Warm up race for Syracuse 70.3- Cooperstown Tri

Posted: May 28, 2012 in cycling, Running, Syracuse Ironman 70.3, Training, Triathlons
Tags: , , ,

This past few days had been worrisome for me.The club duathlon this week went well, and I was especially happy that I got a little speed out of my legs. I woke up Friday, and my had severe cramping on the inside of my right calf. Not sure why it happened. With 27 days until the big day, everything is a worry. Being older, it is not unusual to have aches and pains. Just the same, I’ll continue to fret. My wife Lee, is an occupational therapist and a rehab director for a skilled nursing facility. She works mostly with geriatric patients. So I qualify :). After a few days of deep tissue massage, stretching with a foam roller, my right leg is much better. I begrudgingly backed off training to recover. So close to the ‘A’ race, peak before taper. being a little under trained is much better than not being at the start line due to injury.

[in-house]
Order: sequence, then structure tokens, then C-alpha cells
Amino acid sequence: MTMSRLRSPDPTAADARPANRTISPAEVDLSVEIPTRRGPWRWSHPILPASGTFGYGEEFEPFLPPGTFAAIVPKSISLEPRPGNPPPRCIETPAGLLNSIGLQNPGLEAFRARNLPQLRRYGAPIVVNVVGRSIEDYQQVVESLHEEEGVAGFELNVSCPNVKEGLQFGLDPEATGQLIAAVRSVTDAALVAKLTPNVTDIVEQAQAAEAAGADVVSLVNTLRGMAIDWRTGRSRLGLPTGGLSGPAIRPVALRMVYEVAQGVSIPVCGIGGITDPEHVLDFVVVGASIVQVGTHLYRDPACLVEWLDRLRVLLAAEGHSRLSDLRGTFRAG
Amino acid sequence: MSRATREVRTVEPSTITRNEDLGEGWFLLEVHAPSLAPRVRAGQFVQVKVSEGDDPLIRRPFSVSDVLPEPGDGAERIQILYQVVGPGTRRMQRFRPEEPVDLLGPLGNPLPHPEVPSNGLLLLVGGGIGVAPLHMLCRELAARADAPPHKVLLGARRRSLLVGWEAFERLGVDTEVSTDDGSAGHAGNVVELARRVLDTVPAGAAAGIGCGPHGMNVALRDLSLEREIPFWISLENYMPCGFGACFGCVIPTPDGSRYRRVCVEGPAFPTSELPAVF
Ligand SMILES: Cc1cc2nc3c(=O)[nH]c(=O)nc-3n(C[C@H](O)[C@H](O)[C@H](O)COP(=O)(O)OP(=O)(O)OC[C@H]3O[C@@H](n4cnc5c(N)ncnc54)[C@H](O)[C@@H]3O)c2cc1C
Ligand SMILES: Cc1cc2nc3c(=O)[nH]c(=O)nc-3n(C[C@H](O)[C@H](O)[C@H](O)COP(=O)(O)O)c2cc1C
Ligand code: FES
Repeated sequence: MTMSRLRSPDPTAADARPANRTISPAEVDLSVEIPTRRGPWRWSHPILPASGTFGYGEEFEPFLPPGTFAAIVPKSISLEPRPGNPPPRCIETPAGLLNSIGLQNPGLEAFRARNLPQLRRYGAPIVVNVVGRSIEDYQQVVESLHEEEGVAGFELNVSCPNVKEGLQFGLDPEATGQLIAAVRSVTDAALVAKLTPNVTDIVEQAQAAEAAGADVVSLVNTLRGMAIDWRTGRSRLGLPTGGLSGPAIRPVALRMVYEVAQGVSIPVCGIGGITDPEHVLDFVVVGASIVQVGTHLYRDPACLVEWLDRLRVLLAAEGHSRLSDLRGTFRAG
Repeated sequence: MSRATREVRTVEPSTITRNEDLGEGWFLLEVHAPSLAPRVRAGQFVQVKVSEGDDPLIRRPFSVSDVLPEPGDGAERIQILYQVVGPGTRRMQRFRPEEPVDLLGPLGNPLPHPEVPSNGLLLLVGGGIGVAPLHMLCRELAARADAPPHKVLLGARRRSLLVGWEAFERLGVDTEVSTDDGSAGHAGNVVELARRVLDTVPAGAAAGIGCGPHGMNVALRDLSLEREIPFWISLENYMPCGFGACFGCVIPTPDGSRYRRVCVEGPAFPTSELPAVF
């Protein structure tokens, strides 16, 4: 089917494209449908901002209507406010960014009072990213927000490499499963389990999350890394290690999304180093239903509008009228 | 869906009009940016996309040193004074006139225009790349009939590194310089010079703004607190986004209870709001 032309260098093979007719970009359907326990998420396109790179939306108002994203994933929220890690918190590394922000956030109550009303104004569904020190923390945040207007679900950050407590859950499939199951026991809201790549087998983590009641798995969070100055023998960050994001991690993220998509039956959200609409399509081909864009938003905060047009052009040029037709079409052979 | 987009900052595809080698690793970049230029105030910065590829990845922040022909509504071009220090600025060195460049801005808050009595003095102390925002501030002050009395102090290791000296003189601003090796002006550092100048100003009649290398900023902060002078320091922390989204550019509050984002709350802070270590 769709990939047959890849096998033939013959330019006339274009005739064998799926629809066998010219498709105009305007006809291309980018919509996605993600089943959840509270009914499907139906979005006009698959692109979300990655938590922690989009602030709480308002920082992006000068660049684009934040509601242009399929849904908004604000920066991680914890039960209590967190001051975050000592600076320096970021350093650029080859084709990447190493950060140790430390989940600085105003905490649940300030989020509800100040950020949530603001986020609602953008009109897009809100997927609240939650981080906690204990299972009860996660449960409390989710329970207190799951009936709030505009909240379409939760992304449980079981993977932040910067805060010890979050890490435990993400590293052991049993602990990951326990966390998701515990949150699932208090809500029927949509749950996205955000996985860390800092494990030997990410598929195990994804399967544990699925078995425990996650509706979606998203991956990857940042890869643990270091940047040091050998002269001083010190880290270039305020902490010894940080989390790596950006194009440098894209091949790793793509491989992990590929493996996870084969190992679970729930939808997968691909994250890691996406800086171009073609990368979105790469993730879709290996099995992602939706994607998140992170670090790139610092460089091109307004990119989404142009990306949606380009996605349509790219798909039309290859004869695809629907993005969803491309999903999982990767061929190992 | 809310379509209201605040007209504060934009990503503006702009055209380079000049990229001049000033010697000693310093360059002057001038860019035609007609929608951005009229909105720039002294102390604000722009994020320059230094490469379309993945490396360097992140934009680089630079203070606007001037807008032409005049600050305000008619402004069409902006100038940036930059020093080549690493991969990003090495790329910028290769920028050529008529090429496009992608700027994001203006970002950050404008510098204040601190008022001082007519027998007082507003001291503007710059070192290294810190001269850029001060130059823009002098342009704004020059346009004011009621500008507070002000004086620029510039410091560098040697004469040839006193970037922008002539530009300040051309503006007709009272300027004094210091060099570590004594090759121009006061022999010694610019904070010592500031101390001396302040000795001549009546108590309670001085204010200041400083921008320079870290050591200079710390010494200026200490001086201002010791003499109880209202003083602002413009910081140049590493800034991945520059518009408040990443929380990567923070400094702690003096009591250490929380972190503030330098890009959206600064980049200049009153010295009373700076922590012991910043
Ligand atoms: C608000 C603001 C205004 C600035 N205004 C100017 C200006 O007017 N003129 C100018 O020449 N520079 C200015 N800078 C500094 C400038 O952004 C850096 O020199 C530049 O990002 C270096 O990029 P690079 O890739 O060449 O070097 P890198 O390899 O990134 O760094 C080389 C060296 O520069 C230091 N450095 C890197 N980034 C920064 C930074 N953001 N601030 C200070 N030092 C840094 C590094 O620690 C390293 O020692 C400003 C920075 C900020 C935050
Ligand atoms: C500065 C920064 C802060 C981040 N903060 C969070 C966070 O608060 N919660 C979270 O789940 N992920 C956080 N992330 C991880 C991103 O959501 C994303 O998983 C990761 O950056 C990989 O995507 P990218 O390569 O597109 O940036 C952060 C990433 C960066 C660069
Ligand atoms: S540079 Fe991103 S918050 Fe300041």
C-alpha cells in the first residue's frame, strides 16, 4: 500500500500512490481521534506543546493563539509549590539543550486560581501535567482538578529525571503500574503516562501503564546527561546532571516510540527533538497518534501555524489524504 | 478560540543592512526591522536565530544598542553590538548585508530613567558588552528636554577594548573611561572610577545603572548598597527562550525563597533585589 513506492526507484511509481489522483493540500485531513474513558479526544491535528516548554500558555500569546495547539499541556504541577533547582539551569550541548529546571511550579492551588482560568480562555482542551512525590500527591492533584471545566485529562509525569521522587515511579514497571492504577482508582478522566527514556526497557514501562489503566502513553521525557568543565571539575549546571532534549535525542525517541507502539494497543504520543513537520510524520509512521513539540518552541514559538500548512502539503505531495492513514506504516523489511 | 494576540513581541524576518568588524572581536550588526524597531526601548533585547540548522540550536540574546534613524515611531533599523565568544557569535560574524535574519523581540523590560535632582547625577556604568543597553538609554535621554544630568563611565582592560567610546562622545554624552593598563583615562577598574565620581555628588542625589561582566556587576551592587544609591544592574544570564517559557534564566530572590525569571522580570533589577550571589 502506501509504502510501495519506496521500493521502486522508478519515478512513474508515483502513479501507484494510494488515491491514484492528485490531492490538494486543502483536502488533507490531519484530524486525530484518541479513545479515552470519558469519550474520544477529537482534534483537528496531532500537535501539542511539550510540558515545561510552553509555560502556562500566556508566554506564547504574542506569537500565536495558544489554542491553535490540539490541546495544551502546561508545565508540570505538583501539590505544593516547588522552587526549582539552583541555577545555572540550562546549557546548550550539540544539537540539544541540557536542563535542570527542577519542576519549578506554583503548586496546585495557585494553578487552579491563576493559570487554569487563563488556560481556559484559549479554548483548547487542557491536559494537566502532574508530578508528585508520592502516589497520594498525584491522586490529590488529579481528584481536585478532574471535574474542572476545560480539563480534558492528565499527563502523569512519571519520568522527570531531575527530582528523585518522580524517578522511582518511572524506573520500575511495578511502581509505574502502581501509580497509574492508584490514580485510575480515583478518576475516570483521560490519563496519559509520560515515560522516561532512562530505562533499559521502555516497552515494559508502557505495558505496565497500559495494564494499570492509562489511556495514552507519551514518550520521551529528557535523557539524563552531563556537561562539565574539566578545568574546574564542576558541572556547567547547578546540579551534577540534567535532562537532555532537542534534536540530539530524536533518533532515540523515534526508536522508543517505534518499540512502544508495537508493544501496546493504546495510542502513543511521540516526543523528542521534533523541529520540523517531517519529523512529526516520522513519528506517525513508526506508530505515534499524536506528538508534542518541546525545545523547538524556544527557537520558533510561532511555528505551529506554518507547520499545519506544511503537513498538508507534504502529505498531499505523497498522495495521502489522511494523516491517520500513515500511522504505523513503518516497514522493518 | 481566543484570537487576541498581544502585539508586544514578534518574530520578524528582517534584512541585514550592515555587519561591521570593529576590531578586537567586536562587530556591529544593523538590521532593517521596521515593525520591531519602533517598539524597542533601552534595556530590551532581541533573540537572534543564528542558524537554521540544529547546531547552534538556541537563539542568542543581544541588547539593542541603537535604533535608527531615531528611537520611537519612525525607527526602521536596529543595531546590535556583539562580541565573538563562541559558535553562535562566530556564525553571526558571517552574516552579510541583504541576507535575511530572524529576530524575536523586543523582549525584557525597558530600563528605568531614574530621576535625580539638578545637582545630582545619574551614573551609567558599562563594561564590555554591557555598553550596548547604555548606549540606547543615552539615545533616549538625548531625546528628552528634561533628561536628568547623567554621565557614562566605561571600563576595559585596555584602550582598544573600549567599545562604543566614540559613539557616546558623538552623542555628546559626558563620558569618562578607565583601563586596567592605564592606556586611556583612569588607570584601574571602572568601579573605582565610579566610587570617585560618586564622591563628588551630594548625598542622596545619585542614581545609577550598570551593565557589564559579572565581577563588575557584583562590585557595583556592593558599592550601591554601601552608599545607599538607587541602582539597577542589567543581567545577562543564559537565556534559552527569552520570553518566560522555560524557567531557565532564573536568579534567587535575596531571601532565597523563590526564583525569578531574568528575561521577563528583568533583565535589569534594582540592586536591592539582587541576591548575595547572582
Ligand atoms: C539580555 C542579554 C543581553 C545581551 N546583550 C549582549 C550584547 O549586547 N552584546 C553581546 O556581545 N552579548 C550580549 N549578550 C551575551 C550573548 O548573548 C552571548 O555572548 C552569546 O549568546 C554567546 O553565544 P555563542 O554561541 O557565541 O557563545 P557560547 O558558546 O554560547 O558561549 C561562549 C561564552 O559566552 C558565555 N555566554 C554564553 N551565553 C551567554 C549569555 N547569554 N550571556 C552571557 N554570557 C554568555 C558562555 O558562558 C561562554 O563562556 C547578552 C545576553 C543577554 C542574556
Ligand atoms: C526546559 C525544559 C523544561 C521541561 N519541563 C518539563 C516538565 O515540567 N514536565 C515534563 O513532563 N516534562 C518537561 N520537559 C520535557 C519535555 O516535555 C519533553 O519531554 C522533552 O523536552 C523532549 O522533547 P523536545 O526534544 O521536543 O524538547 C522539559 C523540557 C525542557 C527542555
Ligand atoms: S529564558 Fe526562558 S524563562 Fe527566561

Since starting this journey, I have had to adapt to my older body, and more importantly, adapt my thinking about training. Since joining Endurance Nation, I made a lot of gains in the out season training, and some in the Half Ironman training. Jumping up the volume of work has been a struggle, and I have to modify the plan some for my current fitness. Historically, I have never been able to tolerate more than 3-4 runs a week, or much over 30 miles in a week. The biggest challenge over the past month is dealing with overuse injury, while trying to keep my gains, and while training for a half ironman. Mentally I have to keep focused on what I have learned, and listen to my body as it reacts to the stimulus (training). Like most, once you obtain certain paces, you really want to keep them. Coming back from minor injury is perplexing as it is a fine line of getting a workout in, verses pushing it over the line.